S. L. Shapiro and colleagues (2006) have described a testable theory of the mechanisms of mindfulness and how it affects positive change. They describe a model in which mindfulness training leads to a fundamental change in relationship to experience (reperceiving), which leads to changes in self-regulation, values clarification, cognitive and behavioral flexibility, and exposure. These four variables, in turn, result in salutogenic outcomes. Analyses of responses from participants in a mindfulness-based stress-reduction program did not support the mediating effect of changes in reperceiving on the relationship of mindfulness with those four variables. However, when mindfulness and reperceiving scores were combined, partial support was found for the mediating effect of the four variables on measures of psychological distress. Issues arising in attempts to test the proposed theory are discussed, including the description of the model variables and the challenges to their assessment. © 2009 Wiley Periodicals, Inc. J Clin Psychol 65: 1–14, 2009.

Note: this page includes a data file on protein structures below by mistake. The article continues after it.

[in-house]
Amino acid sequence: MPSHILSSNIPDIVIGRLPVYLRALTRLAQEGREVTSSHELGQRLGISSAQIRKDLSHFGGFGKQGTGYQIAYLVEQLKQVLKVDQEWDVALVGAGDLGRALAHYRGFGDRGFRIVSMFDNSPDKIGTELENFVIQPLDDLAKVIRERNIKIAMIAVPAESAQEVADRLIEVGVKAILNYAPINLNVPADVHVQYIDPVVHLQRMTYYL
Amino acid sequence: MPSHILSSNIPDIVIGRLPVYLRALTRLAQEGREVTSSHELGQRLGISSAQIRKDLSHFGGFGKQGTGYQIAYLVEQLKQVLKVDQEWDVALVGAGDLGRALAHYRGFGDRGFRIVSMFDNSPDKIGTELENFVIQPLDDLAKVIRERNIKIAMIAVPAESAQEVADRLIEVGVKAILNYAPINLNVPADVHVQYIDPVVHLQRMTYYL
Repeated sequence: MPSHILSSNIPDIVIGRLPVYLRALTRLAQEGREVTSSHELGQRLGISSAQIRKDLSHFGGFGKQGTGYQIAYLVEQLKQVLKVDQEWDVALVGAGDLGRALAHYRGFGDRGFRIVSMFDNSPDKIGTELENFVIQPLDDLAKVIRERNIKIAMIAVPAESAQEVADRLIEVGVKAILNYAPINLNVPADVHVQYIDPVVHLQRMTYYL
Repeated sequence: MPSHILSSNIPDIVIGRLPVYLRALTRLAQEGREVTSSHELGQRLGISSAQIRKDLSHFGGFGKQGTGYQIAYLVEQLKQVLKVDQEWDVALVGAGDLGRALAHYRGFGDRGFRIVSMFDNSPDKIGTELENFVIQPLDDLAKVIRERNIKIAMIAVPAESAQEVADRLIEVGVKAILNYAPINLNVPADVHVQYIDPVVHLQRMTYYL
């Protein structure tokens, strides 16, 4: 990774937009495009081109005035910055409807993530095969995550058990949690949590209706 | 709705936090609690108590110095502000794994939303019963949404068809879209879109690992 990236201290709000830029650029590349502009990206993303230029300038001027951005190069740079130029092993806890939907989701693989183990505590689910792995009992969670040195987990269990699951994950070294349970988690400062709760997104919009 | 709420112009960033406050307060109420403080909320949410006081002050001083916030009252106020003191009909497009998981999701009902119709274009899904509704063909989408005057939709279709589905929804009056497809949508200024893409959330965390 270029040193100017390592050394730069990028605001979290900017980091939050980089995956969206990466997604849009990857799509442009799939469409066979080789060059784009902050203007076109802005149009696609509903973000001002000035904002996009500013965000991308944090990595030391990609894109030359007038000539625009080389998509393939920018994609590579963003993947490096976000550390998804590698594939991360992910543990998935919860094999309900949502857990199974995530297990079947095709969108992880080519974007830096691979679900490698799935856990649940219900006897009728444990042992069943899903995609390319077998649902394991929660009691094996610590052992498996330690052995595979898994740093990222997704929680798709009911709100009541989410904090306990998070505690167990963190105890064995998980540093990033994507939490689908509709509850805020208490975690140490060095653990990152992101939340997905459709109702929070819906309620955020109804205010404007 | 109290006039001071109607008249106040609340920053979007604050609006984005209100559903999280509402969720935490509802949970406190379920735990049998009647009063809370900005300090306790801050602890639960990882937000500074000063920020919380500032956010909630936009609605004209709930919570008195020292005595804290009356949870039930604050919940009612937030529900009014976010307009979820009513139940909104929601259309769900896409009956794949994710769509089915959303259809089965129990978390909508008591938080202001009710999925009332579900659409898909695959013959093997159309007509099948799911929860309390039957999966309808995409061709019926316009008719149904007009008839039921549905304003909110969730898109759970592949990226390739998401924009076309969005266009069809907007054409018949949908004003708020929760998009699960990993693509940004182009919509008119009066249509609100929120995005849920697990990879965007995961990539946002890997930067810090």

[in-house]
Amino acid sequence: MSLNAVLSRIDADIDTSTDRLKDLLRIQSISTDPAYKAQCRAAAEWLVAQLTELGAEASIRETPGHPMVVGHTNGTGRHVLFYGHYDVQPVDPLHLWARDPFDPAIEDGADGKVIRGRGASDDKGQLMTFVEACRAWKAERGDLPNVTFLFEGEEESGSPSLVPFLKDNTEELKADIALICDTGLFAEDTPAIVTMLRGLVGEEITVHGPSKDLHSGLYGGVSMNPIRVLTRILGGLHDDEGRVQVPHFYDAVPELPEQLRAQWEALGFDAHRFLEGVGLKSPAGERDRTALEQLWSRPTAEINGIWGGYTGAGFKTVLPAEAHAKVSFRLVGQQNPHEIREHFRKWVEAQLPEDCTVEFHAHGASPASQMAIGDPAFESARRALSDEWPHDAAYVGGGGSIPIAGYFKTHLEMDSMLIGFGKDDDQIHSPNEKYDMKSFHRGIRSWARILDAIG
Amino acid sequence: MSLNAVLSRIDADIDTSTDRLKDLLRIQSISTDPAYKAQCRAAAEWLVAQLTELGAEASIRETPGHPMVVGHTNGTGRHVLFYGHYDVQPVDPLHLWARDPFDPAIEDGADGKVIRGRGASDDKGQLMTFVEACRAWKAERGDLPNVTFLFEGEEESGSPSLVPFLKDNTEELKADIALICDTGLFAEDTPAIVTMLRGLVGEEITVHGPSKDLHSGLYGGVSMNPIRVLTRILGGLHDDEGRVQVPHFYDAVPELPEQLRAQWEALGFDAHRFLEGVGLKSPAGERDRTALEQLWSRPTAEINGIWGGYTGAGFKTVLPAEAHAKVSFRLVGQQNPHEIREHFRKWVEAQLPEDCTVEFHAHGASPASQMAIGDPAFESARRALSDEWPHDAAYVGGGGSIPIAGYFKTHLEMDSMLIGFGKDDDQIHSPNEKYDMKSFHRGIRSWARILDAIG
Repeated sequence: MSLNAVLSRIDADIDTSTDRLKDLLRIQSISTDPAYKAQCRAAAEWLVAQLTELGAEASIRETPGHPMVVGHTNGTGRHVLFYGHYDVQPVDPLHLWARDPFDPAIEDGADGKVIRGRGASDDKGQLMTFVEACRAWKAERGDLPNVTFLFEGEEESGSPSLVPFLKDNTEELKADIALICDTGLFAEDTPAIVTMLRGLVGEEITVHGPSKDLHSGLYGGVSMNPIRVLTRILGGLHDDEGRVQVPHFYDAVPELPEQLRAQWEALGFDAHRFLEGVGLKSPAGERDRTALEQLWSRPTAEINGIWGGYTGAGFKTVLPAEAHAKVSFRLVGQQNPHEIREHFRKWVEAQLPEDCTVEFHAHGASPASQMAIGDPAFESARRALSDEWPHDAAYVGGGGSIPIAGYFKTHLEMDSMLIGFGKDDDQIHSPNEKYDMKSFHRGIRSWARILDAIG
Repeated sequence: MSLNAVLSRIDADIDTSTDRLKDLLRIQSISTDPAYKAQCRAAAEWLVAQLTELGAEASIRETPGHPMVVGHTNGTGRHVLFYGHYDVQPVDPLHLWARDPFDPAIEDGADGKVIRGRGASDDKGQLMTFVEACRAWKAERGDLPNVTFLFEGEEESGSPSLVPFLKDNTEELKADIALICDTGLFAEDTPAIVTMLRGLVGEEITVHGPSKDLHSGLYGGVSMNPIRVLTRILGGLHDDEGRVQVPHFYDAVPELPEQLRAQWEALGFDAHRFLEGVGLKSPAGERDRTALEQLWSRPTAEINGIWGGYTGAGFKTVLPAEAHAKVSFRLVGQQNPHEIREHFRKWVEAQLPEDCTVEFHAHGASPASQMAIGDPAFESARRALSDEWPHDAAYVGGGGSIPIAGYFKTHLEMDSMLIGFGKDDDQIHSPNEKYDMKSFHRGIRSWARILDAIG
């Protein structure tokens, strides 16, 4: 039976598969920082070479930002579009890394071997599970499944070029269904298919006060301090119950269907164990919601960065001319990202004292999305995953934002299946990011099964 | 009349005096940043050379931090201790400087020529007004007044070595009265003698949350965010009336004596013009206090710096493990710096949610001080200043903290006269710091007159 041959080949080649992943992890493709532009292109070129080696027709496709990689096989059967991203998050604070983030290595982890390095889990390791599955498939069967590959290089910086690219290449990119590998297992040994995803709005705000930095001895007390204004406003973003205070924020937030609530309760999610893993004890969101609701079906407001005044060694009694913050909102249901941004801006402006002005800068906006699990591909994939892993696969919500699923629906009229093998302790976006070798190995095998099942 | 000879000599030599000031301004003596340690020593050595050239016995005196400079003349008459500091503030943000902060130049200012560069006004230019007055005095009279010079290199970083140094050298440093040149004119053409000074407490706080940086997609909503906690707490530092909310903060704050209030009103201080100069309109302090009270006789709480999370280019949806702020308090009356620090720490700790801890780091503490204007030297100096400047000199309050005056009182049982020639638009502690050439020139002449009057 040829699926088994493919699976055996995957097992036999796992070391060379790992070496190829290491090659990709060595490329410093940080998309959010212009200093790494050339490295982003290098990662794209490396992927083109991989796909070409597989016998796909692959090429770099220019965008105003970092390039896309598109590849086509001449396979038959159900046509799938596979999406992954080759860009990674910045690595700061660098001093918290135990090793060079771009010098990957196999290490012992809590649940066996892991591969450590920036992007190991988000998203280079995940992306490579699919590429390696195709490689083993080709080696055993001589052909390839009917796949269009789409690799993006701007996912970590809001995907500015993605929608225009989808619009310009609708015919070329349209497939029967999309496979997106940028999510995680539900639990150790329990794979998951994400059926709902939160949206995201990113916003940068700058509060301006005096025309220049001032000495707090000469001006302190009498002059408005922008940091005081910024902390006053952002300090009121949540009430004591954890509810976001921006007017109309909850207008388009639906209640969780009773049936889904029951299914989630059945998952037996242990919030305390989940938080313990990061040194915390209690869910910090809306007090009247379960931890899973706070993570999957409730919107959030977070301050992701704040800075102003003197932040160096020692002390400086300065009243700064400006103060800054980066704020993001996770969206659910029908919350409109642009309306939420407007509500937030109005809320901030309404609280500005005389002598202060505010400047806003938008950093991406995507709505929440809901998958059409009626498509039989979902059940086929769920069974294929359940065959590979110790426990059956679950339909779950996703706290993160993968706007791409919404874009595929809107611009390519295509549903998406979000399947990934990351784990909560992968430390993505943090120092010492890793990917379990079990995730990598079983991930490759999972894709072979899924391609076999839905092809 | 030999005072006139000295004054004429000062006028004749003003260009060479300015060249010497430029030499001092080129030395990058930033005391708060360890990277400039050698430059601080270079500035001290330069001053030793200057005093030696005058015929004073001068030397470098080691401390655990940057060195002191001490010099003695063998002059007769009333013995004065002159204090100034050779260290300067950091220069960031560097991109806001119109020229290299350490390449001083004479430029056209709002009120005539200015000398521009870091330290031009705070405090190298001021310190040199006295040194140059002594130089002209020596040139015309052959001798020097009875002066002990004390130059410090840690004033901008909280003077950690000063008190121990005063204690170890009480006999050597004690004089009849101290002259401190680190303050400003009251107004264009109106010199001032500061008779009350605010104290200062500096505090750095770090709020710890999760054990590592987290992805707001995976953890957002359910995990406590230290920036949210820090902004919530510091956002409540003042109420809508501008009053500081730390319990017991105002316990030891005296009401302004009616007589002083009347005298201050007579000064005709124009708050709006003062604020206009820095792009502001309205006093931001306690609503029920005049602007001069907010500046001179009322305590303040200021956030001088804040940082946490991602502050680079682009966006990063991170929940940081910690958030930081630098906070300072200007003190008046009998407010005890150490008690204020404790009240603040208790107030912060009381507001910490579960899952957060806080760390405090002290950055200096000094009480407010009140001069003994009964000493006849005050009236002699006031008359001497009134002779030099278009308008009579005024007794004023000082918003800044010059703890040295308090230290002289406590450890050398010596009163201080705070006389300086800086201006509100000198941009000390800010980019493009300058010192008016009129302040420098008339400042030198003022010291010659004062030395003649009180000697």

An empirical study of the mechanisms of mindfulness in a mindfulness-based stress reduction program
Journal of Clinical Psychology
Format: Journal Article
Publication Year: 2009
Library/Archive: © 2009 Wiley Periodicals, Inc.
Sources ID: 22483
Zotero Collections: Contemplation by Applied Subject, Psychiatry and Contemplation, Mindfulness-Based Stress Reduction / Cognitive Therapy, Psychotherapy and Contemplation, Health Care and Contemplation
Psychiatry and Contemplation
Mindfulness-Based Stress Reduction / Cognitive Therapy
Health Care and Contemplation
Psychotherapy and Contemplation